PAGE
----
Josh Bourne ⬥ August 7
The results of a new study on the security risks of proposed new generic top-level domain (new gTLDs) names likely will lead to delays of many new gTLD applications by at least four months. The majority of new gTLDs are “low risk” and got the green light to proceed, although these “low risk” applicants must still wait 120 days after signing their contracts before they can activate any domain names in their gTLDs. Higher risk applications could be delayed longer.
It is common practice among enterprises to use extensions that look like gTLDs when creating and naming networks, and so the Internet Corporation for Assigned Names and Numbers (ICANN) commissioned this security study to look into instances where conflicts occur. In some cases, such a conflict could cause users to be redirected to different locations if networks are not properly secured, but in more extreme cases, these conflicts could result in increased opportunities for hackers to penetrate corporate networks.
Based on the number of conflicts found, categorized each as “low risk” or “high risk” for confusion. The study was unable to find enough information on certain gTLDs, which were labeled as “uncalculated risk”. ICANN’s recommendations for each category is as follows:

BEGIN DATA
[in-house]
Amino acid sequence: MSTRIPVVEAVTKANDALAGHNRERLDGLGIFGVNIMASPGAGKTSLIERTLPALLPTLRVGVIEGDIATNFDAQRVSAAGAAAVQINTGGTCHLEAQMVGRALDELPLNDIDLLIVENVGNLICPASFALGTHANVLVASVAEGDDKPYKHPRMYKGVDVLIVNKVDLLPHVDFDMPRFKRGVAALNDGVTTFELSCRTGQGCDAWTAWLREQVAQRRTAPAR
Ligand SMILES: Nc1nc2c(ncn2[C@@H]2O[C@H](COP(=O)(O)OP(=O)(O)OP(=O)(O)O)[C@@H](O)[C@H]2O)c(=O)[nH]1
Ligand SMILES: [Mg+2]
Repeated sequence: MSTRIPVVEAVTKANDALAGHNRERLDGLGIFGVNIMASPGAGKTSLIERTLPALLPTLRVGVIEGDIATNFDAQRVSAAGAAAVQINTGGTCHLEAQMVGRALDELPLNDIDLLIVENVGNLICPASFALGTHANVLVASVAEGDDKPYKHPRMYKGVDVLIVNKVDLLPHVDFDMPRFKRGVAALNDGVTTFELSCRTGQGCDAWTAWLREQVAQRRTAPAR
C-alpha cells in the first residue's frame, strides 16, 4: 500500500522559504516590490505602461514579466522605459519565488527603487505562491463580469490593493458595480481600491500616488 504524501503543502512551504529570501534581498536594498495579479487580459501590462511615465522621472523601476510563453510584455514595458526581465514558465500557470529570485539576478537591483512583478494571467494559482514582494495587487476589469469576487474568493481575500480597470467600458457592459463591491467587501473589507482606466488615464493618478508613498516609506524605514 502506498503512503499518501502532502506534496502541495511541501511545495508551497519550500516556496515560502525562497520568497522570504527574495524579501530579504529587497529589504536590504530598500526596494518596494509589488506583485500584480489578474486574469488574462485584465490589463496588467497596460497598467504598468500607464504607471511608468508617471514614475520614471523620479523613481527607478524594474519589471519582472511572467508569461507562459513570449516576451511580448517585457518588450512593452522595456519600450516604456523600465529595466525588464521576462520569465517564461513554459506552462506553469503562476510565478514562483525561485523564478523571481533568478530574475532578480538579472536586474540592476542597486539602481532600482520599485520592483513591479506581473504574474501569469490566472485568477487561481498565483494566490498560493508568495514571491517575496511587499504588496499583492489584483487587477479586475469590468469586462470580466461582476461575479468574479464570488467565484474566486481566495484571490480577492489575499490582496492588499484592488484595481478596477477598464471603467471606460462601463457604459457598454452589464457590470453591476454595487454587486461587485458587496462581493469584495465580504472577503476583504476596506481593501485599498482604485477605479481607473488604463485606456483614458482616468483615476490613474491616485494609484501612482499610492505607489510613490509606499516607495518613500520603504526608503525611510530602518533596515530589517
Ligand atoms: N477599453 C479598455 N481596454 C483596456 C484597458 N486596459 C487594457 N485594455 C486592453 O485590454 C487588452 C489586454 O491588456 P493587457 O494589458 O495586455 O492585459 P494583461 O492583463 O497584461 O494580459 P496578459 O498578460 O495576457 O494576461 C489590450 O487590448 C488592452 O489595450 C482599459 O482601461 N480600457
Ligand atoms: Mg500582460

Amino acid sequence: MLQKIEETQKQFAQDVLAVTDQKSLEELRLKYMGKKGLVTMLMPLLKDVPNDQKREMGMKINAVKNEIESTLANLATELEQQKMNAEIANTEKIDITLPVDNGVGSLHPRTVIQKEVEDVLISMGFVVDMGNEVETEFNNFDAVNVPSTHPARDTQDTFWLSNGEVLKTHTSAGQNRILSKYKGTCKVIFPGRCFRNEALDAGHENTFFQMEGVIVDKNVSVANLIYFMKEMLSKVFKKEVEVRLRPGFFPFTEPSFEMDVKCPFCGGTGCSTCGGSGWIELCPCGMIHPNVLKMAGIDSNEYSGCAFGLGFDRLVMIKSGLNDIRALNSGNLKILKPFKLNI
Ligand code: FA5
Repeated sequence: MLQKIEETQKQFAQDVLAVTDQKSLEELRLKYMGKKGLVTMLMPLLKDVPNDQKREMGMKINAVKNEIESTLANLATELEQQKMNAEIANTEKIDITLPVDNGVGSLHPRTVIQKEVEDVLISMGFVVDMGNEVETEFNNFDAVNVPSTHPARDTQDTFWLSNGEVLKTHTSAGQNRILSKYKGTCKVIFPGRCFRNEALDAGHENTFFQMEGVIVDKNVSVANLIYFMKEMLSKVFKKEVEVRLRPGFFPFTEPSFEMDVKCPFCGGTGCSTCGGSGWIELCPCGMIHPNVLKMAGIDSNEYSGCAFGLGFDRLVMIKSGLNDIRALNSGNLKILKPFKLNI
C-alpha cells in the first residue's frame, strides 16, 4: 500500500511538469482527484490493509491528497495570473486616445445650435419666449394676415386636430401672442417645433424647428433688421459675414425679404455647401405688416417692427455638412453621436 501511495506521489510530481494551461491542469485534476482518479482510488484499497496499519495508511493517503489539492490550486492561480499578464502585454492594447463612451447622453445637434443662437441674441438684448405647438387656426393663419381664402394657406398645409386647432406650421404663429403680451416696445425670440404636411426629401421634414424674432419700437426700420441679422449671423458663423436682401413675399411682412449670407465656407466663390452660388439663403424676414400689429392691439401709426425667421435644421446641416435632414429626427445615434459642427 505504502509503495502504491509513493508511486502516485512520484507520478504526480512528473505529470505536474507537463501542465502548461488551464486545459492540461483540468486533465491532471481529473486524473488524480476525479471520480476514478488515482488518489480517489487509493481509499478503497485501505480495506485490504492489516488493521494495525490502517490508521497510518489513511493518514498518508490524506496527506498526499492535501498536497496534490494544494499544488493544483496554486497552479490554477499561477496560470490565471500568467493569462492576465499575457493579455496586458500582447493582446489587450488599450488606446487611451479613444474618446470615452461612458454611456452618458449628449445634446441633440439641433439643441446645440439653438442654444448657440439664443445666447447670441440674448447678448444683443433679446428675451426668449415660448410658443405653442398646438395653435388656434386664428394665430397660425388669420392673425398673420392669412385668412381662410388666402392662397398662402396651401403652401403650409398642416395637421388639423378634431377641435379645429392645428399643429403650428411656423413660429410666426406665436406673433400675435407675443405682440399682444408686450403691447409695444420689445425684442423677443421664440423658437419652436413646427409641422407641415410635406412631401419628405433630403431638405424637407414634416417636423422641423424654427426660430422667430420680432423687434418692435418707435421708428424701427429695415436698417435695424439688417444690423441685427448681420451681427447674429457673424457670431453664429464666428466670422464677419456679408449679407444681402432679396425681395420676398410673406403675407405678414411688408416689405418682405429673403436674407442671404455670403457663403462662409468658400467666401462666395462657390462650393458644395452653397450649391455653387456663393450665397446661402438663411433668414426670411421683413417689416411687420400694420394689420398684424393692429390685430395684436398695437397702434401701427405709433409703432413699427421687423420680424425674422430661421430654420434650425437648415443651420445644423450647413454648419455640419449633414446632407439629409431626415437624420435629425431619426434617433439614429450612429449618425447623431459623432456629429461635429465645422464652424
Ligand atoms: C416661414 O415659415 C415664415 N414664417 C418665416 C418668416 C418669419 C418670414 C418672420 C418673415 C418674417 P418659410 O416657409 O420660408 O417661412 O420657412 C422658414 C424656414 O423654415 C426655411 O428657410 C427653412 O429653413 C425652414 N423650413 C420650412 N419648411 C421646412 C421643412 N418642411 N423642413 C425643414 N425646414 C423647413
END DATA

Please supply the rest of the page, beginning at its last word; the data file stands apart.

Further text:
- gTLDs categorized as “low risk” can proceed to delegation, though applicants must wait 120 days after signing the Registry Agreement before they can activate any domain names in their gTLD.
- This applies to 80 percent of the total applied-for strings.
- Because all applicants must also complete pre-delegation testing and request delegation from IANA after signing the Registry Agreement before they can delegate and begin actively using their gTLD, the 120-day delay is unlikely to substantially delay the delegation of these gTLDs.
- After the gTLD is delegated, applicants must wait an additional 30 days before activating domain names. During this time, if any conflicts mentioned above occur, the applicant (now the gTLD Registry Operator) is responsible for notifying the points of contact of the IP addresses that make conflicting requests.
- gTLDs categorized as “uncalculated risk” will not proceed to delegation until they have been further studied; ICANN expects these additional studies to take an 3-6 months to complete.
- This applies to 20 percent of the total applied-for strings.
- These gTLDs are likely to experience delays longer than the aforementioned 3-6 months, since it’s likely that they’ll have to implement additional mitigation measures as well.
- The two “high risk” gTLDs will be delayed indefinitely until something can be done to place them in the “low risk” category.
- This applies to .HOME and .CORP
This is a good topic to bring up with your IT department. ICANN’s recommendations are currently up for public comment on ICANN’s site.